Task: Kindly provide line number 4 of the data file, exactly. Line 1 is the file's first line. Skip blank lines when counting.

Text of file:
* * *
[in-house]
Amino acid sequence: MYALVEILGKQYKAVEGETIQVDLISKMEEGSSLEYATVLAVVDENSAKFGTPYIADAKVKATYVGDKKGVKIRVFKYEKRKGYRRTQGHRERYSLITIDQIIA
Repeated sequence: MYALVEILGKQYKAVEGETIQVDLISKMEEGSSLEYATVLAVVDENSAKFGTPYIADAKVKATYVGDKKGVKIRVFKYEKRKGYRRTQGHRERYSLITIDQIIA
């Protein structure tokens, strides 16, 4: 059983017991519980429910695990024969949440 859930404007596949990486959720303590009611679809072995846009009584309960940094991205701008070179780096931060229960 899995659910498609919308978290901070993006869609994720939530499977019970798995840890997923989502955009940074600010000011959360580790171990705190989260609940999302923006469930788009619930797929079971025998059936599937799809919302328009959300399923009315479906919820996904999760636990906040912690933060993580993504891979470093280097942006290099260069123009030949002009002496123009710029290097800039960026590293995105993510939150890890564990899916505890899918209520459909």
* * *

């Protein structure tokens, strides 16, 4: 059983017991519980429910695990024969949440 859930404007596949990486959720303590009611679809072995846009009584309960940094991205701008070179780096931060229960 899995659910498609919308978290901070993006869609994720939530499977019970798995840890997923989502955009940074600010000011959360580790171990705190989260609940999302923006469930788009619930797929079971025998059936599937799809919302328009959300399923009315479906919820996904999760636990906040912690933060993580993504891979470093280097942006290099260069123009030949002009002496123009710029290097800039960026590293995105993510939150890890564990899916505890899918209520459909």